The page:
Because of the fact that this court expressly mentioned three checks as having been introduced with the apparent signature of Robert Strauss having been used to negotiate them, we have carefully restudied the entire record on the original trial, and all of the evidence adduced, in order to determine whether, even assuming that impeaching evidence such as now presented must be considered by the trial court on a second motion for new trial on the ground of newly discovered evidence, such evidence would meet the requirement that if introduced on the first trial it would probably have caused a different result. See Ledet v. United States, (5 Cir.) 297 F.2d 737.

We concur with the views expressed by the trial court in the overruling of this present motion for new trial. The court pointed out that the issue as to the genuineness of Robert Strauss's signature on the three checks was presented on the first trial. The defendant has shown no reason why he would not be aware of the falsity of the signature on these checks, totalling some $50,000, if in fact they did not bear his signature. No reason is given for his failing to attempt to prove the falsity of these signatures if such was in fact the case. So too with respect to the challenge of the testimony of Jack Lowe. Even assuming that Lowe's testimony tendered in support of the present motion for new trial was contradictory of that given on the first trial, which would be hard to establish because of the lack of specific dates testified to by Lowe originally, no reason is assigned why the appellant would not know instantly upon hearing Lowe's original testimony that his statement that he had delivered $15,000 in cash to Strauss was not true, if, in fact, the story was not true.

As stated by the trial court if such showing as made here could be permitted to require a new trial, "no defendant would ever risk taking the stand or going forward with any evidence, for then, if he should be found guilty without any presentation, he could always have a `new trial' with the omissions supplied."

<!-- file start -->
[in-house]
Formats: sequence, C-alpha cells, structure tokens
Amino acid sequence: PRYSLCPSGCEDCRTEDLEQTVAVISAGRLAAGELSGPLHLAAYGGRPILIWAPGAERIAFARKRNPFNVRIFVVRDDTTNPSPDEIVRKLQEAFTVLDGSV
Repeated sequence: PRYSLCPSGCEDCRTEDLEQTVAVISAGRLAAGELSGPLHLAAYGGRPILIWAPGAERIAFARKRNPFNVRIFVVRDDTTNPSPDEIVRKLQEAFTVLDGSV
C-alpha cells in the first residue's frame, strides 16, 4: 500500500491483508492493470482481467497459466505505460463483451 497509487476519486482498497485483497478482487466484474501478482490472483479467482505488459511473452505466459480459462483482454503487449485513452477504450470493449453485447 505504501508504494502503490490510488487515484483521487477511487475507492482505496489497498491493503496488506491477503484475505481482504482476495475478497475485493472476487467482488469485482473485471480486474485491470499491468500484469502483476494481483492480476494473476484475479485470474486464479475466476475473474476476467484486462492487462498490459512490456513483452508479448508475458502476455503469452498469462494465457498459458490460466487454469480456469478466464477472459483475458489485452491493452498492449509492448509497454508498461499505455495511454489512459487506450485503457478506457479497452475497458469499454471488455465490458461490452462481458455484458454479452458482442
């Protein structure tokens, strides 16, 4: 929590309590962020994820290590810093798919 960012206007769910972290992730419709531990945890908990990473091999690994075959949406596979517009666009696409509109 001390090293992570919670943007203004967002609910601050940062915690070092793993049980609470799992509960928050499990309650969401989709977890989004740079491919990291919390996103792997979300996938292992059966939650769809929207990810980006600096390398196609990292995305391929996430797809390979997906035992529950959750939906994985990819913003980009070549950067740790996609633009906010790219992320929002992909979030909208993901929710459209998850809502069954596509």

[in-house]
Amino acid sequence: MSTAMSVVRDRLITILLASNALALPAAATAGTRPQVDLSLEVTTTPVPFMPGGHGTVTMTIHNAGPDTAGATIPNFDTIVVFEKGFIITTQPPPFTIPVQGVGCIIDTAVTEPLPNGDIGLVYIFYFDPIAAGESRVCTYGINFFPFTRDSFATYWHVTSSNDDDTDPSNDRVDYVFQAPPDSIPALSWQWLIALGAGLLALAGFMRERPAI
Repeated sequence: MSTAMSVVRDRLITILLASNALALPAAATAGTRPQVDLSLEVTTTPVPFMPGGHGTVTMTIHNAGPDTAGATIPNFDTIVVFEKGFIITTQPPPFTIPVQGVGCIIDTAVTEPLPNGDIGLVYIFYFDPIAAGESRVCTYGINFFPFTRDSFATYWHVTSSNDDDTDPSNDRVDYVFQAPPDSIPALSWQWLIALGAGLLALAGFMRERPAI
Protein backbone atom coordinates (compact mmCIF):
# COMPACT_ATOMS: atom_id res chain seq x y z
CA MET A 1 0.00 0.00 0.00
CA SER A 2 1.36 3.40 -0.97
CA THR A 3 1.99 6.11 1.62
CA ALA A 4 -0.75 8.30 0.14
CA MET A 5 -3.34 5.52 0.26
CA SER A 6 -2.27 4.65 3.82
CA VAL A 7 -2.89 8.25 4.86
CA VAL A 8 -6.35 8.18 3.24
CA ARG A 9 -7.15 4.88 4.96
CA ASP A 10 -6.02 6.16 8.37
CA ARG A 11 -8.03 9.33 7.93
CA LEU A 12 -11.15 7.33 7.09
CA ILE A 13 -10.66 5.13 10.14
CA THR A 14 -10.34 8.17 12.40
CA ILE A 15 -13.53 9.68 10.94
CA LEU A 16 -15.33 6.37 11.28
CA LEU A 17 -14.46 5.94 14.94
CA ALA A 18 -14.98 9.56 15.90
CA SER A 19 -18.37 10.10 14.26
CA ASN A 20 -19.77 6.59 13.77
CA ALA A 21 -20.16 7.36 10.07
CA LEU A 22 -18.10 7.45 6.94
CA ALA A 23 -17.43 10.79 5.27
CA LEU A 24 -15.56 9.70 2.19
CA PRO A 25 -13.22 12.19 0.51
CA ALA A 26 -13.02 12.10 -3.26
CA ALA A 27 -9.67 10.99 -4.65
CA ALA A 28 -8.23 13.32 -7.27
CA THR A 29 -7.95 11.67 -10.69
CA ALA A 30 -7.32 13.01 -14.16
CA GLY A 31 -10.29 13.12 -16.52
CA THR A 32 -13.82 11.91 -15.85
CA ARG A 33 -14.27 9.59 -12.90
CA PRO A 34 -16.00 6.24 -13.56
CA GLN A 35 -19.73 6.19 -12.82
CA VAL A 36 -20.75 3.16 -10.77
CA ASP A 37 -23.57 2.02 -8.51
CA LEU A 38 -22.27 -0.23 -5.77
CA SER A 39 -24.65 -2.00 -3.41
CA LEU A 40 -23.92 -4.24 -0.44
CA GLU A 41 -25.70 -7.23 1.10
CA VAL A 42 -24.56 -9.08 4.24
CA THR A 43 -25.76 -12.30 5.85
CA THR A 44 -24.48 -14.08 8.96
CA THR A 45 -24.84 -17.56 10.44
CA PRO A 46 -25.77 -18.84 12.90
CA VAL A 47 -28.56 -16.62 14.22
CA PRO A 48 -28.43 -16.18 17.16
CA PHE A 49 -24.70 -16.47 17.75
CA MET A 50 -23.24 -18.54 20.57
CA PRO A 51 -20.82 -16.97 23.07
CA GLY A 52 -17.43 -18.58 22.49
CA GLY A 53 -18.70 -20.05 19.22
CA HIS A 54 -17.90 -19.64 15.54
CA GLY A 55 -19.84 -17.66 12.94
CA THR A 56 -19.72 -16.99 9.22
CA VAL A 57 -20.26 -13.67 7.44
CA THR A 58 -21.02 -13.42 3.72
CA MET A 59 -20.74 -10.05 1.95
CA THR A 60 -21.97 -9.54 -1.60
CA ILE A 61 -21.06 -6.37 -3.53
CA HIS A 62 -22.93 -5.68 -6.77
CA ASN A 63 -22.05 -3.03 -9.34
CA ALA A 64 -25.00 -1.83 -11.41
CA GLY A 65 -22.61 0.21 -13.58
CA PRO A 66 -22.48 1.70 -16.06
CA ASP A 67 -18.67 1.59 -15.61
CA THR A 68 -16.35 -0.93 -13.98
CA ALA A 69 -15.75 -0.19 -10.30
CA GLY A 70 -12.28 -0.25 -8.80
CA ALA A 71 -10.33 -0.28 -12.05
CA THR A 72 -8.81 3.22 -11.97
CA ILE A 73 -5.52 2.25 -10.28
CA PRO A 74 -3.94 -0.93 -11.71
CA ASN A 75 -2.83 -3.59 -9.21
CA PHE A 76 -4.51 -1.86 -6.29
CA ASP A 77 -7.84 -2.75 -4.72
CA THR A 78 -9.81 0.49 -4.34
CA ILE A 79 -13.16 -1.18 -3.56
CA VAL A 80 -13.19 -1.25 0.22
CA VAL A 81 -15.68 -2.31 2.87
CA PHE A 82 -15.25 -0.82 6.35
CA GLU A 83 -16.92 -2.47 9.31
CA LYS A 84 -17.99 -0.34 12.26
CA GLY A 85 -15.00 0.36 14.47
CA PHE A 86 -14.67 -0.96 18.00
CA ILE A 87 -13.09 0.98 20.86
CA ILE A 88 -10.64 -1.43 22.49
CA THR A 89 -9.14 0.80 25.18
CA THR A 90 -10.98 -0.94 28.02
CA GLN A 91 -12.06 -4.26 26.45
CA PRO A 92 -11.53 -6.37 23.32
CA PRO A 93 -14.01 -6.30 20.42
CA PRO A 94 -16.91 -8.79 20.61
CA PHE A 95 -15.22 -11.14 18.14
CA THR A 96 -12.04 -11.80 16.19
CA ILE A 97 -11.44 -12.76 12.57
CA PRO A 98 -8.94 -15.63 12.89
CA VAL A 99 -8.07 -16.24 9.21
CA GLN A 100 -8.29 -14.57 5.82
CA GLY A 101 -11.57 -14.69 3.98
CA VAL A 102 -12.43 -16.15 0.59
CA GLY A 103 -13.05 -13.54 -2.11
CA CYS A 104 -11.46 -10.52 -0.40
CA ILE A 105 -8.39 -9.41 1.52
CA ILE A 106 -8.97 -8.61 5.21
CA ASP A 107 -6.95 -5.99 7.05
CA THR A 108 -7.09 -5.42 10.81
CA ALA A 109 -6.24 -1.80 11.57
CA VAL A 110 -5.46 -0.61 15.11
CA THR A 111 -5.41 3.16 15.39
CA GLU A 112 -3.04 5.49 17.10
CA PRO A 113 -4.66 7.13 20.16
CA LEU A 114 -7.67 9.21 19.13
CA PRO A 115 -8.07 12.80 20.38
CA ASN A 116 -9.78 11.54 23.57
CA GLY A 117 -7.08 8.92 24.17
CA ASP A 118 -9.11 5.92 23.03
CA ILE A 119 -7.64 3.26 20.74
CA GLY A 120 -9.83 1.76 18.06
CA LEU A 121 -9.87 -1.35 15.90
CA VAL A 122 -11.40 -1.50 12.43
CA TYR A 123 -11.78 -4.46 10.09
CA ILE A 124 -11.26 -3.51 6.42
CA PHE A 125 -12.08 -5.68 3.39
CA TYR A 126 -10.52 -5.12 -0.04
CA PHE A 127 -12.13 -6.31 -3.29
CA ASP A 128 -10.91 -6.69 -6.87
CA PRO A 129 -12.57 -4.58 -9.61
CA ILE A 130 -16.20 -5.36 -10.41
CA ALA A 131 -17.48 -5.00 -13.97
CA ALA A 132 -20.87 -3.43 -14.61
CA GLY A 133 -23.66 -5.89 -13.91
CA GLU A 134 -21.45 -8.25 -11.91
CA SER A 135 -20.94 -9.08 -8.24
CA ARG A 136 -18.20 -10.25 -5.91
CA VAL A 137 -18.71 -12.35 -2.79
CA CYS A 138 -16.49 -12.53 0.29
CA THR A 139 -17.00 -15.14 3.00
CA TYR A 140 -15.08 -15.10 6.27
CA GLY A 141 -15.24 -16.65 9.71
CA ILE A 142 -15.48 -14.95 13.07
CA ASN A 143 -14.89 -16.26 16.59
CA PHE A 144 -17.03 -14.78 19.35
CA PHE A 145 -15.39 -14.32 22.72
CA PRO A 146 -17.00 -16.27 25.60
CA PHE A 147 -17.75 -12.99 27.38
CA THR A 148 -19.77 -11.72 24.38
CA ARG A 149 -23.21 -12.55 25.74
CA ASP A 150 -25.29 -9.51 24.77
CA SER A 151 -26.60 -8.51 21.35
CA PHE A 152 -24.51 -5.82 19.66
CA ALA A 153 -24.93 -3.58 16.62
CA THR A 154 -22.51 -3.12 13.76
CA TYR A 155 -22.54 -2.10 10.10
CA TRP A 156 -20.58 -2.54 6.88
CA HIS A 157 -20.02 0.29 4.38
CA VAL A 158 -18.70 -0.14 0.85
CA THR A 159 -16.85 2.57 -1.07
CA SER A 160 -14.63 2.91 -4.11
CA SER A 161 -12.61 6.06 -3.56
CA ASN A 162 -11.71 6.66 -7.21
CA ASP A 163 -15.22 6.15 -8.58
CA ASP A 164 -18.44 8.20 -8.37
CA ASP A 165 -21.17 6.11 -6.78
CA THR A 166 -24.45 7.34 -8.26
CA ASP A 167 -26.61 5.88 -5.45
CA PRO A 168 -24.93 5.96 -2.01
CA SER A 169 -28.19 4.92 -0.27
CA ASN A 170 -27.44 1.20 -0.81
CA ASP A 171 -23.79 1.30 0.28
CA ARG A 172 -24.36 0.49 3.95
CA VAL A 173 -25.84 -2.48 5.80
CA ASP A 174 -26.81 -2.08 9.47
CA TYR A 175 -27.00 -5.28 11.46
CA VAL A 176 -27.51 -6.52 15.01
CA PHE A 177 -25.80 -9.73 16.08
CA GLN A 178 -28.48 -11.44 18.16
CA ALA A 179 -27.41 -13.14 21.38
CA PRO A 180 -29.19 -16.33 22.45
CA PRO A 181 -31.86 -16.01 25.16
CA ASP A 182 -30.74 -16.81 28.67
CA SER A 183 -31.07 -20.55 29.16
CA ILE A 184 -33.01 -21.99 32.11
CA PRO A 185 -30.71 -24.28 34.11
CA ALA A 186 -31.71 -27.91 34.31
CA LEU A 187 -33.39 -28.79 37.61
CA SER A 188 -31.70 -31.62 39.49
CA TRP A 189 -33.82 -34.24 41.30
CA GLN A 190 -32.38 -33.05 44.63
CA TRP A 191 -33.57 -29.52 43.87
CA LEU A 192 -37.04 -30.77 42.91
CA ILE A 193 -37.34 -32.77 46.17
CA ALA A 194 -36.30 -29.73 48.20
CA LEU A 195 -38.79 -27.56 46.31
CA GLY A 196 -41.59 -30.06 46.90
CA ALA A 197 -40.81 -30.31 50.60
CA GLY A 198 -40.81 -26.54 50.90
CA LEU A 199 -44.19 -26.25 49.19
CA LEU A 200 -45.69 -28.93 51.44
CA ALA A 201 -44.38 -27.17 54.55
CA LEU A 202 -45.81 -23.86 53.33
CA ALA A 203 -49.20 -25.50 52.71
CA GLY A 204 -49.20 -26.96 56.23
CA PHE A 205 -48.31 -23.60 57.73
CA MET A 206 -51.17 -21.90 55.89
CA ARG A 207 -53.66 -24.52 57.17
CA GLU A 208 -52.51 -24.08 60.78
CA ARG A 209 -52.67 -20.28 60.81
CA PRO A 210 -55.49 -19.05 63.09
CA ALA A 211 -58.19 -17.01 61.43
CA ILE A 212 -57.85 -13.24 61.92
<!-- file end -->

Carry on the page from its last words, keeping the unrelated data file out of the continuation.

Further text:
Moreover, we think one other comment is appropriate in connection with the testimony given by appellant's expert by affidavit on this motion to the effect that the signatures on the three checks were not those of Strauss. Appellant's brief here is strident in terms of "forgery" and "perjury," the alleged forgery being based upon the opinion of the appellant's expert that Strauss's signature was not made by him, and the term perjury being ascribed to some differences in Jack Lowe's testimony on the motion as compared to that given by him on the trial. Appellant, by using these terms, seeks to equate the present record with that in Mesarosh v. United States, 352 U.S. 1, 77 S. Ct. 1, 1 L. Ed. 2d 1, in which case the Supreme Court noted that a concession by the Solicitor General that a government witness was dishonest, was sufficient to warrant the grant of a new trial. What the appellant completely ignores here, or overlooks, is that there is no substantial evidence that Strauss's signature, even though not written by him, was a "forgery" in the legal sense. In light of the substantial evidence on the original trial of the transfer of funds in and out of the bank accounts of The Harold Corporation and account in the name of Jeri Bolton, which, according to the evidence, could be drawn against by either or both of the alleged conspirators, the fact that Strauss's name may have been signed by somebody else may well have been with his consent. This would be quite consistent with the fact that as late as March 20, 1957, several months after the three checks are alleged to have been negotiated on a "forged" endorsement in Strauss's name, the parties were still found dividing up the proceeds of a $330,000 loan from the Pan American Bank, and the parties were then signing some releases one against the other. The jury might have inferred that if these three checks had been endorsed by someone other than Strauss, then it was with his consent or had been ratified by him.

Also, it must be perfectly plain from the present record that no case of "perjury" could be made against Jack Lowe. His testimony, both on the original trial, and on the motion for new trial, is consistent in that he still swears that he made a payment of one sum of $15,000 in cash to Strauss out of certain checks given him by Goodman from The Harold Corporation. The fact that Lowe's recollection seven years after the event as to the exact source of this $15,000 is unclear and may be somewhat inconsistent with his recollection at the time of the trial several years earlier, does not make him guilty of perjury.

Finally, there is nothing in the claim of termination of the association between these parties that is in the nature of newly discovered evidence. This claim was made during counsel's opening statement to the jury. It was sought to be shown on the first motion for new trial. It does not warrant consideration now.

The judgment of the trial court is affirmed.